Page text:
Justin Woods | March 16, 2008
I am with Steve on this as far as the top players go and I know I am not one of them but yes. I will add more later... and Russ idea is a good one too as soon as he post it.

Tony Peters | March 16, 2008
I would like something that doesn't force me to put forth my best guess in less than 5 minutes...I was not on the correct track at all but felt the need to make my guess asap because of all the fast times...turns out that even if I had the correct gues I would have lost on my time

Amy Austin | March 17, 2008
I know *someone*'s excited by tonight's outcome...

Congratulations on your first Imelda, Steve! ;-)

Scott Hardie | March 17, 2008
No correct guesses by any tournament player means the tournament extends another day. If you guessed wrong, you're still in this. The brackets have been revised: (link)

Steve West | March 17, 2008
Thank you so much! Where's Halle Berry when I need her? This feels great - as you already know 9 times over!!!

Amy Austin | March 17, 2008
Ha! Nothing will top the feeling of number 10, though... ;-)

Amy Austin | March 17, 2008
I really regret waiting until around two hours to midnight to activate this one... but it's all part of my reasons for disliking being timed. I sit and dread the point of no return, knowing that I'll potentially do one of two things -- 1) stay up until I either find the answer or give up and resume the following day or 2) start when it's convenient on the following day, knowing that I will have lost a lot of time if the goo proves to be hard enough to need it (Iike today's). I don't like the anxiety that goes with being timed -- even when the clock isn't ticking, I feel pressured, and when it is, I lose a lot of my ability to focus. Normally, I find it relaxing to look for a goo... I look forward to it -- not so at the end of a timed round. And as Steve Dunn once expressed, I at least feel beaten fairly when it was the goo itself and not the time. If someone else is able to guess at something that I know I wouldn't have gotten... even with a week perhaps... well, then hats off to them! But to bumble a guess just because you're afraid or have already seen that someone else gets it in 17 or 7! seconds? Honestly, I don't even think I could get from the guessing field to the submit button to the confirm button that fast. And what about differences in network speeds when you're talking about guesses that are mere seconds apart? I just hate it. Period.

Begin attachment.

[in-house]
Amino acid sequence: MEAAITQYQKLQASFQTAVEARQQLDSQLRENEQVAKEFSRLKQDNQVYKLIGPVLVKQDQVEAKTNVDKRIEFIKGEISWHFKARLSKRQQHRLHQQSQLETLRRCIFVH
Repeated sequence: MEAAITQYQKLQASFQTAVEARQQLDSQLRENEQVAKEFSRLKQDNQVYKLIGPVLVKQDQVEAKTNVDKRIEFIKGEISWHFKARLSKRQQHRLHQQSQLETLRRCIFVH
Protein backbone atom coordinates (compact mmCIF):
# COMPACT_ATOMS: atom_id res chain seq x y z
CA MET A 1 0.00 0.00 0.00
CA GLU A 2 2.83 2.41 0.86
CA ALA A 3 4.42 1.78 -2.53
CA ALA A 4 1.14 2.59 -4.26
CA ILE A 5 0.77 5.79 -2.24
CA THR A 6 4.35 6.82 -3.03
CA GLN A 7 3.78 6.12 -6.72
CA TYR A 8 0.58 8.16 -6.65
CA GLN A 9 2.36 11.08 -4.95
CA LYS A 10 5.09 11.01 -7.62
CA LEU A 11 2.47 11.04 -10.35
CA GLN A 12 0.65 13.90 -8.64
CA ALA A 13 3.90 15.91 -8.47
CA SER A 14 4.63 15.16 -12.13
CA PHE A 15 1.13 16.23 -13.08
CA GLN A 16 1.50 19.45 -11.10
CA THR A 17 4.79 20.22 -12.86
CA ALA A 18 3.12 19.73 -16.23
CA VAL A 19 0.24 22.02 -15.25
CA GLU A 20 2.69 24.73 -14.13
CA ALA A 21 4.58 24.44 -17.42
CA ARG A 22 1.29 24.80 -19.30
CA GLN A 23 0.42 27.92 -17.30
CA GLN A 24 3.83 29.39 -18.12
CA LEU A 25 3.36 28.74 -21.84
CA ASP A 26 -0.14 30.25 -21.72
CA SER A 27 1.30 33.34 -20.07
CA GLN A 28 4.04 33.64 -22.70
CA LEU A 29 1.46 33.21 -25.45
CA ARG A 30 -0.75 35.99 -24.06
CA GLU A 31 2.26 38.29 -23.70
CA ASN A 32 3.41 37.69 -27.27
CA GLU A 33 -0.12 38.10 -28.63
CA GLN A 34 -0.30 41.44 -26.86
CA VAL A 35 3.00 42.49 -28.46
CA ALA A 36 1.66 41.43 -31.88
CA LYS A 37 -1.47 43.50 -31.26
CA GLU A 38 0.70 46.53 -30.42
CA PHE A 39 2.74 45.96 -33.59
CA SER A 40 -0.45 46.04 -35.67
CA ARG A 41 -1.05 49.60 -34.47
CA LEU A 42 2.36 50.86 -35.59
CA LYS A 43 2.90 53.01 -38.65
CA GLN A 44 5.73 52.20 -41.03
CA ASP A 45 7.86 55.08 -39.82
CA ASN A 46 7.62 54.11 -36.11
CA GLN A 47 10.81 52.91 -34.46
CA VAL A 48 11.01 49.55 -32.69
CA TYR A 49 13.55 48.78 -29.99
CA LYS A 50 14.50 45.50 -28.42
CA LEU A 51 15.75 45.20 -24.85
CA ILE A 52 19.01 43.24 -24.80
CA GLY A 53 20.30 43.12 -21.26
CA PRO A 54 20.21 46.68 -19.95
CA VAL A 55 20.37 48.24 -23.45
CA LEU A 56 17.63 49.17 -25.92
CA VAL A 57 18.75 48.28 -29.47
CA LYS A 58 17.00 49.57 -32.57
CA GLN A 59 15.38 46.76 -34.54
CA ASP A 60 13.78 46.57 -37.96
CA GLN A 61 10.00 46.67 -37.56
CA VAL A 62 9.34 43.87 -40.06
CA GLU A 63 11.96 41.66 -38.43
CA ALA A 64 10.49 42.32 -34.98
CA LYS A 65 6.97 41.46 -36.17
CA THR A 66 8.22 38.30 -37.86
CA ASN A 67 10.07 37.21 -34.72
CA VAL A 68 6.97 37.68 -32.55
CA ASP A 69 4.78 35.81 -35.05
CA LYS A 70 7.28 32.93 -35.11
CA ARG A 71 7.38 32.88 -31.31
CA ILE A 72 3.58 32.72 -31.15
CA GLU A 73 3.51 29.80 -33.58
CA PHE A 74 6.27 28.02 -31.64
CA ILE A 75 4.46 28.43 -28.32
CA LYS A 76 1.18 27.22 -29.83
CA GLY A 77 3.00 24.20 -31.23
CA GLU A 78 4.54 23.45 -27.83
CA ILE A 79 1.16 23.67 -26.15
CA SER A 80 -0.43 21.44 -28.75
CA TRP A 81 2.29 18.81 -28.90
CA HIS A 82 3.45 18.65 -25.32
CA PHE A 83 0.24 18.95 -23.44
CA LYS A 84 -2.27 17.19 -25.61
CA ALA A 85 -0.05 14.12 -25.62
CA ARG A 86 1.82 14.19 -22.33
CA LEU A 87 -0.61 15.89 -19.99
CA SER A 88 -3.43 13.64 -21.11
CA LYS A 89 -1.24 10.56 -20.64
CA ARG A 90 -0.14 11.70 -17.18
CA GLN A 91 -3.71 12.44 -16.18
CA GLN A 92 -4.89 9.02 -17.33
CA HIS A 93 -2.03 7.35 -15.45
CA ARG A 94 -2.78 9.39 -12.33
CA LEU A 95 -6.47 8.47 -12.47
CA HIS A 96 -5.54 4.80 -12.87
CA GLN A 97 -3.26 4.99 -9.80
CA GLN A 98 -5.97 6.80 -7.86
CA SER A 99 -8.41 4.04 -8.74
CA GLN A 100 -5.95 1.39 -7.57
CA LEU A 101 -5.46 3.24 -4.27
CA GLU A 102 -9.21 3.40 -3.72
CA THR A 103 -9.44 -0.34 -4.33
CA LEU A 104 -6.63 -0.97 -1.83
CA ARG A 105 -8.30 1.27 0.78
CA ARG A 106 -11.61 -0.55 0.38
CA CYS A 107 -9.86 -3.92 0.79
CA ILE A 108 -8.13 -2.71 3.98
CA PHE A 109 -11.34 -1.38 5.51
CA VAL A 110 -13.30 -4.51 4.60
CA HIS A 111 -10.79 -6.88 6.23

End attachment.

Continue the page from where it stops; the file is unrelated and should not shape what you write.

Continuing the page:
Steve Dunn | March 17, 2008
I don't care about timed vs. non-timed. I tend to be pretty fast, but whatever, I intend to dominate the competition under any set of rules. BRING IT ON!!!

I do have a problem with the brackets. Why not just have the top half of the field advance in each round based on time? This seems to me to make more sense than individual matchups. If we're going to stick with matchups, I'd favor using a more logical number for a real bracket, such as 16 or 32. But this doesn't really matter to me, so long as there are no automatic byes like we've had in previous rounds.

I am not interested in spending countless hours scratching my head over a goo. I'll do it sometimes (like probably today, I assume) but I'll never do it during the "regular season" and I'm not thrilled about having to do it, ever. This is just a personal preference, based on my own schedule and priorities. I don't necessarily think my preference would make the game better overall, for everyone.

I still favor implementation of a secondary "game within a game" to determine the champion, along the lines of the old towers or grid. Something that would add an element of randomness while still rewarding consistent play.

For example, each player could receive a standard playing card with each successful goo, and after the end of a round, the player who could put together the best poker hand would win. To ameliorate the randomness of this, you could require the champion to win two hands. Rounds could be 10 goos each. Players would have to get at least 5 to stay in the competition, and could earn up to 10 each round.

Or, as I suggested in a previous post, each successful goo could give the player a turn on a Battleship-type grid. First player to sink all the ships wins the game.